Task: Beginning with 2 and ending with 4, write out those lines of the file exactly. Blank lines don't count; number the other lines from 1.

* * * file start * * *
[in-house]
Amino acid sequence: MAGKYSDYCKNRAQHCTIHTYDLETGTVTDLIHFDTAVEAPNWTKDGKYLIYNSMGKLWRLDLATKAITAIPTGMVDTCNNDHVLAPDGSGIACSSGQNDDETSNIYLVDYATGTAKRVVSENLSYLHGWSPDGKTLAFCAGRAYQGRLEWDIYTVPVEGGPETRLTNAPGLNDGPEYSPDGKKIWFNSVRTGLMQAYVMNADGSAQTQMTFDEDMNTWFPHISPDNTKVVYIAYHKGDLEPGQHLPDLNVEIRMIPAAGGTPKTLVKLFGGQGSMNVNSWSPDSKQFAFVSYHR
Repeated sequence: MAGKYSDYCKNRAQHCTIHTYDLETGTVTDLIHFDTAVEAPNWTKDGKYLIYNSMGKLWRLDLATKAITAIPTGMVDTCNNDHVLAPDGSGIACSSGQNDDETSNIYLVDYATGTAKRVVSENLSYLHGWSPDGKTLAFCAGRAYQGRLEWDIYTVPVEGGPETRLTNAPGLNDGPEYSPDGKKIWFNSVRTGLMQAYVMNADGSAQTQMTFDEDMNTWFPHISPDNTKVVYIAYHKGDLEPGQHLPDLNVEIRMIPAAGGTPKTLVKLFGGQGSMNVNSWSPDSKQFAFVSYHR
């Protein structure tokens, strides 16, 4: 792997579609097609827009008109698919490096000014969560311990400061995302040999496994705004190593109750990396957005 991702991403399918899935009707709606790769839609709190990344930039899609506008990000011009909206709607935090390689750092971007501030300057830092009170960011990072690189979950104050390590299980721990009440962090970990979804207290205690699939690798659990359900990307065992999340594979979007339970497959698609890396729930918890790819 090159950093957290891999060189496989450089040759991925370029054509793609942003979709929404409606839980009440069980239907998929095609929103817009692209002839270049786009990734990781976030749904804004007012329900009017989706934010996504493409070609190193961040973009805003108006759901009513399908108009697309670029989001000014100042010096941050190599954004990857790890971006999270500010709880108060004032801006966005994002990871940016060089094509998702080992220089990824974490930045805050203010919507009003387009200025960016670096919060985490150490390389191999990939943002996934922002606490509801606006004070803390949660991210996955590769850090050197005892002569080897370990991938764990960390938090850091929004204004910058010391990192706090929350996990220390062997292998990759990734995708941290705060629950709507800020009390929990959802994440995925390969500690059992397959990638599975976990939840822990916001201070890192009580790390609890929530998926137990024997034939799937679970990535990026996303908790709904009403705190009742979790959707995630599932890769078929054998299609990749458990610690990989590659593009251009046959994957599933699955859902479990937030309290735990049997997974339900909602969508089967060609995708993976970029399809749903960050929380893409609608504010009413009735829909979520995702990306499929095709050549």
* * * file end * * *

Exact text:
Amino acid sequence: MAGKYSDYCKNRAQHCTIHTYDLETGTVTDLIHFDTAVEAPNWTKDGKYLIYNSMGKLWRLDLATKAITAIPTGMVDTCNNDHVLAPDGSGIACSSGQNDDETSNIYLVDYATGTAKRVVSENLSYLHGWSPDGKTLAFCAGRAYQGRLEWDIYTVPVEGGPETRLTNAPGLNDGPEYSPDGKKIWFNSVRTGLMQAYVMNADGSAQTQMTFDEDMNTWFPHISPDNTKVVYIAYHKGDLEPGQHLPDLNVEIRMIPAAGGTPKTLVKLFGGQGSMNVNSWSPDSKQFAFVSYHR
Repeated sequence: MAGKYSDYCKNRAQHCTIHTYDLETGTVTDLIHFDTAVEAPNWTKDGKYLIYNSMGKLWRLDLATKAITAIPTGMVDTCNNDHVLAPDGSGIACSSGQNDDETSNIYLVDYATGTAKRVVSENLSYLHGWSPDGKTLAFCAGRAYQGRLEWDIYTVPVEGGPETRLTNAPGLNDGPEYSPDGKKIWFNSVRTGLMQAYVMNADGSAQTQMTFDEDMNTWFPHISPDNTKVVYIAYHKGDLEPGQHLPDLNVEIRMIPAAGGTPKTLVKLFGGQGSMNVNSWSPDSKQFAFVSYHR
């Protein structure tokens, strides 16, 4: 792997579609097609827009008109698919490096000014969560311990400061995302040999496994705004190593109750990396957005 991702991403399918899935009707709606790769839609709190990344930039899609506008990000011009909206709607935090390689750092971007501030300057830092009170960011990072690189979950104050390590299980721990009440962090970990979804207290205690699939690798659990359900990307065992999340594979979007339970497959698609890396729930918890790819 090159950093957290891999060189496989450089040759991925370029054509793609942003979709929404409606839980009440069980239907998929095609929103817009692209002839270049786009990734990781976030749904804004007012329900009017989706934010996504493409070609190193961040973009805003108006759901009513399908108009697309670029989001000014100042010096941050190599954004990857790890971006999270500010709880108060004032801006966005994002990871940016060089094509998702080992220089990824974490930045805050203010919507009003387009200025960016670096919060985490150490390389191999990939943002996934922002606490509801606006004070803390949660991210996955590769850090050197005892002569080897370990991938764990960390938090850091929004204004910058010391990192706090929350996990220390062997292998990759990734995708941290705060629950709507800020009390929990959802994440995925390969500690059992397959990638599975976990939840822990916001201070890192009580790390609890929530998926137990024997034939799937679970990535990026996303908790709904009403705190009742979790959707995630599932890769078929054998299609990749458990610690990989590659593009251009046959994957599933699955859902479990937030309290735990049997997974339900909602969508089967060609995708993976970029399809749903960050929380893409609608504010009413009735829909979520995702990306499929095709050549």